An Evening With Jennette McCurdy: Hosted By Emily McGlynn

Story posted November 11, 2022 in Arts & Entertainment by Kaitlyn Murphy.

On Thursday, Nov. 10 a line of people stretching from the Schwab Auditorium leading all the way down to the brink of College Avenue buzzed with anticipation.

Multiple passersby stopped to ask, “What’s going on here?”

The answer – author, former actress, and member of the 2022 Time 100 Next List–Jennette McCurdy, was speaking to Penn State students.

McCurdy rose to fame for portraying Sam Puckett in the hit Nickelodeon show “iCarly,” and the spin-off series “Sam and Cat.” She recently opened up about the harsh realities of being a child star, and the abuse she suffered at the hands of her mother because of it.

The Student Programming Association organized a conversation and Q&A with the bestselling author free for students through Org Central. Hundreds RSVP’d for the event, and many were waitlisted due to the high demand.

A perk of lining up early at Schwab was that the first hundred people waiting received a voucher for a free signed copy of McCurdy’s memoir, “I’m Glad My Mom Died.” The book held the number one spot on New York Times’ bestsellers list for an astounding eight consecutive weeks.

The evening with McCurdy got off to a slightly late start, with doors opening around 7:00 instead of 6:30, and the actual conversation kicking off at 7:40.

Cheers erupted from the packed Schwab Auditorium audience as McCurdy took the stage, accompanied by the moderator of the event, CommRadio’s own Emily McGlynn.

McCurdy sat down and commented on how nice the auditorium was, joking “sometimes they’re not this nice,” which right off the bat garnered laughs from the crowd.

For the first part of the conversation, McCurdy read a selection from “I’m Glad My Mom Died,” where she revisited the painful “maintenance trips” her mother would put her through to “enhance her natural beauty” with eyebrow tinter and teeth whitening strips.

Hearing McCurdy read this excerpt of her novel set the tone for the evening, letting everyone know she was there to be open and honest about her experiences, while also offering further insight into her writing process.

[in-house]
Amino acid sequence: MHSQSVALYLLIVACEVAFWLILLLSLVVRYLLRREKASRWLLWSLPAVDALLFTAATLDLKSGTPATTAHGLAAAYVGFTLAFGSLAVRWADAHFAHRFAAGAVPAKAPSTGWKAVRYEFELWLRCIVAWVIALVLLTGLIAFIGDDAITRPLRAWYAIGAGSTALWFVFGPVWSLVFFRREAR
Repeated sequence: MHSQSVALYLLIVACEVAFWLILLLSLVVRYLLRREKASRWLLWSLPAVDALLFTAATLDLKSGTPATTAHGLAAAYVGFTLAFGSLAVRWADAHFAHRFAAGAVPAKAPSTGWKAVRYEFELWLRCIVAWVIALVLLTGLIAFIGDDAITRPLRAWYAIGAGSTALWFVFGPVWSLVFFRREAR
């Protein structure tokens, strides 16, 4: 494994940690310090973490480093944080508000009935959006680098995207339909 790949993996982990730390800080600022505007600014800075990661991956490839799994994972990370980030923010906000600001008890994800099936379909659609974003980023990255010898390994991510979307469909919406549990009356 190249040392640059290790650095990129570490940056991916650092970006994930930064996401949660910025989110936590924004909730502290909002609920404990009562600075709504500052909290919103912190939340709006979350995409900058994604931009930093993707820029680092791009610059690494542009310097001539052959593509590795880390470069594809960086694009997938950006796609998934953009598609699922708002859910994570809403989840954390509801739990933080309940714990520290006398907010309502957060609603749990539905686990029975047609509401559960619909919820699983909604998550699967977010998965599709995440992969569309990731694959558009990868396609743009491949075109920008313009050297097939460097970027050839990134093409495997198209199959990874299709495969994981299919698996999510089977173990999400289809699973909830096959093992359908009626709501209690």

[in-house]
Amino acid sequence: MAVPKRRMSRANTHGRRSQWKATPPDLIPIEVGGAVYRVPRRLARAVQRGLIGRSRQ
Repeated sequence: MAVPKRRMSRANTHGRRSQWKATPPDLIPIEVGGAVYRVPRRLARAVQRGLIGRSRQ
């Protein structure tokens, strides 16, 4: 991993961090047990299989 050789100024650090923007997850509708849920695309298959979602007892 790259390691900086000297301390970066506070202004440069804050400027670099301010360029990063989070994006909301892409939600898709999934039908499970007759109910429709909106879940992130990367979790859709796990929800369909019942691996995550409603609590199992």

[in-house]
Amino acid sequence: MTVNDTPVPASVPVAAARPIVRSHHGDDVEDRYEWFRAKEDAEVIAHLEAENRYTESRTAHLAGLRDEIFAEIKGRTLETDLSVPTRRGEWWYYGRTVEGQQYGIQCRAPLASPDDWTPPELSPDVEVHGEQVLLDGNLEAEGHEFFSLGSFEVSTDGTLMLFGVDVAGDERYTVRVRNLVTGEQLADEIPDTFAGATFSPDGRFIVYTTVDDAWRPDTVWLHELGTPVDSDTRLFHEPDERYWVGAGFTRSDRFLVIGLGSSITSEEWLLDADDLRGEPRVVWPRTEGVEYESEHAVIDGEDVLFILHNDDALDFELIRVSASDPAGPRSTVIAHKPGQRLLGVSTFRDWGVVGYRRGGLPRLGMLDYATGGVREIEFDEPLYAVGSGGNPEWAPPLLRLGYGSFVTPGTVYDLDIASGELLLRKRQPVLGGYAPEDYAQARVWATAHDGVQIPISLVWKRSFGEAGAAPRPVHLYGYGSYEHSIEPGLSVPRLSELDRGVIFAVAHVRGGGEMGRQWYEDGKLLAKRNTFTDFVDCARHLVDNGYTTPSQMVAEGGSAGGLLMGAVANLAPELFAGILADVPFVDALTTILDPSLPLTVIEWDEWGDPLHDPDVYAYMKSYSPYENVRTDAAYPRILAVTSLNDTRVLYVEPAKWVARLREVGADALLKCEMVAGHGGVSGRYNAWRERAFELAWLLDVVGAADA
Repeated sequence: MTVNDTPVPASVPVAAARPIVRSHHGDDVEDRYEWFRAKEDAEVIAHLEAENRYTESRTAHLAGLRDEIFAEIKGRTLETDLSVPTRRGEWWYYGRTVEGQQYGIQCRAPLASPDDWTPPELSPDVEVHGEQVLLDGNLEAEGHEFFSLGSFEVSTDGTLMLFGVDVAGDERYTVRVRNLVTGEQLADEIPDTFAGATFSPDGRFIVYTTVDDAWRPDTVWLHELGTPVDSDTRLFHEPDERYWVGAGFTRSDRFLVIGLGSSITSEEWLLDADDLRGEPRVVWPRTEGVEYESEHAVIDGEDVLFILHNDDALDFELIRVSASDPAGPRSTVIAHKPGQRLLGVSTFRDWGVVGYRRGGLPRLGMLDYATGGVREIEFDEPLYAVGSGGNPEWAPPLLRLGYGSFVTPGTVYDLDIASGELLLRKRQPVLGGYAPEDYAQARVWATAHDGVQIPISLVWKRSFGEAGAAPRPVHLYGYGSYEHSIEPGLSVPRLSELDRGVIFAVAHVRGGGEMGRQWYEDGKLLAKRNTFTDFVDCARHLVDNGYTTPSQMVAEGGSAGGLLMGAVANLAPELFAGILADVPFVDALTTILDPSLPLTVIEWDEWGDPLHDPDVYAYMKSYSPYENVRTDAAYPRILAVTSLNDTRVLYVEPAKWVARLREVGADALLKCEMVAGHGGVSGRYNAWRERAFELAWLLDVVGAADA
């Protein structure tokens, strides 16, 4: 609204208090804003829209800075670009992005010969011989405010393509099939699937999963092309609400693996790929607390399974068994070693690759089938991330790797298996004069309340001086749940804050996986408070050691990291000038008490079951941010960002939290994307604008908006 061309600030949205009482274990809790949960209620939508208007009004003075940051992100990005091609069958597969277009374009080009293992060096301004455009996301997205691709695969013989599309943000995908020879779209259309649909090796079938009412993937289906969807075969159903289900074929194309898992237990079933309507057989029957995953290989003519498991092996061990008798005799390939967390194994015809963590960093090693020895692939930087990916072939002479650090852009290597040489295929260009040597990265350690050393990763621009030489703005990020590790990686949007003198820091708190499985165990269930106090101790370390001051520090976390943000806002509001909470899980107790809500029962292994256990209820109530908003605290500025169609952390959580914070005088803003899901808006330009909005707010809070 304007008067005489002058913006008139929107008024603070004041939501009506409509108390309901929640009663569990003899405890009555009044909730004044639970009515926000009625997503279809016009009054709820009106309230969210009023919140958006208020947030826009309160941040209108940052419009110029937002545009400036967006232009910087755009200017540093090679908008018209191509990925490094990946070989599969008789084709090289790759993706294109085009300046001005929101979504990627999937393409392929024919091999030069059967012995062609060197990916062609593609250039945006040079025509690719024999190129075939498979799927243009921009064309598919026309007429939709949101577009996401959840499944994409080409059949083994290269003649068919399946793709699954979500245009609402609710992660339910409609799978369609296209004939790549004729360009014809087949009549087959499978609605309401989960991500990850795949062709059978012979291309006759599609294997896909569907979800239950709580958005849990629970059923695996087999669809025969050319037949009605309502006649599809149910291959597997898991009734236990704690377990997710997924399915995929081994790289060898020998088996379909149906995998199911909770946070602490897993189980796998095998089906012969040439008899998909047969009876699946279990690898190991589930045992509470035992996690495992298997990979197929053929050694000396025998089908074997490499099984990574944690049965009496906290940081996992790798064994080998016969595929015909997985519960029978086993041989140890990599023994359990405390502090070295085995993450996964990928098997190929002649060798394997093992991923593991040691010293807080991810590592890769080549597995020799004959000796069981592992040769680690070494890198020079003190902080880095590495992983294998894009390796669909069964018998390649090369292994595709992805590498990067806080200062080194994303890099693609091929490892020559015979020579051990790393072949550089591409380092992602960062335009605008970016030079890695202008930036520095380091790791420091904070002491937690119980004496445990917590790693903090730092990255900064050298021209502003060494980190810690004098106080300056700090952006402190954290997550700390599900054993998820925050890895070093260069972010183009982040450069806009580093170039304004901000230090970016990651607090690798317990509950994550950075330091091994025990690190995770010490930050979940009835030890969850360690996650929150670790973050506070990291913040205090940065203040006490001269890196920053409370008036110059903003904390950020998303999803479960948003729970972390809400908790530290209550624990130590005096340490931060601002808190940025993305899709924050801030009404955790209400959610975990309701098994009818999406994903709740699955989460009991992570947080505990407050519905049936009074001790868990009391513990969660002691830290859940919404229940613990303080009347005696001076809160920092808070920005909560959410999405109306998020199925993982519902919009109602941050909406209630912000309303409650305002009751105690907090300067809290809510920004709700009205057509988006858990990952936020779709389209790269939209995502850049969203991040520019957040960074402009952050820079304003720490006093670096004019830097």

“I really wanted to explore the more difficult subject matter with humor,” she said, “My life has never been just one way, it’s never been just ‘drama’ or just ‘comedy,’ it’s usually both things happening in the same room at the same time.”

McCurdy also added that having struggled with an eating disorder for 12 years, she understood sensitive topics had to be handled with care and couldn’t be projected as “Ha ha, anorexia.”

An extremely profound moment of the conversation came when McCurdy shared one of her first experiences in therapy after her mother died.

“I went to a therapist and [was] sharing anecdotes of my experience with my mom,” McCurdy said. “She goes ‘You know what you’re describing is abuse?’ so I quit therapy.”

McCurdy said at the time, she wasn’t ready to handle the idea that her mom was abusive. She returned to therapy a year and a half later and felt the timing and space were much better for processing her emotions.

The importance of mental health, especially in youth, was another talking point for McCurdy who said it’s “heartening” to see a bigger emphasis on it now than when she was growing up.

After the moderated portion of the evening was over, the floor opened up to audience members with questions for the author.

Some asked for her advice on getting started in the writing industry or how to deal with writer’s block, and one member asked for her favorite hobbies. McCurdy laughed and surprisingly revealed her love for Disney vlogs, which got a number of cheers and whoops of agreement from the audience.

During the audience Q&A, it was also revealed that McCurdy is a big “White Lotus” fan, and takes inspiration from Ted Talks when she reaches periods of stress or frustration while writing.

Unfortunately, not everyone could ask their questions due to the time limit, but McCurdy kindly waved and expressed her love for everyone who came out to see her.

Aside from the late start, the evening with Jennette McCurdy ran smoothly thanks to the hard work of SPA organizers.

McCurdy was an incredibly intelligent speaker whose honest words connected with every person in the auditorium, and left anyone who hadn’t previously read her book running to get a copy.

Kaitlyn Murphy is a first-year majoring in digital and print journalism. To contact her, email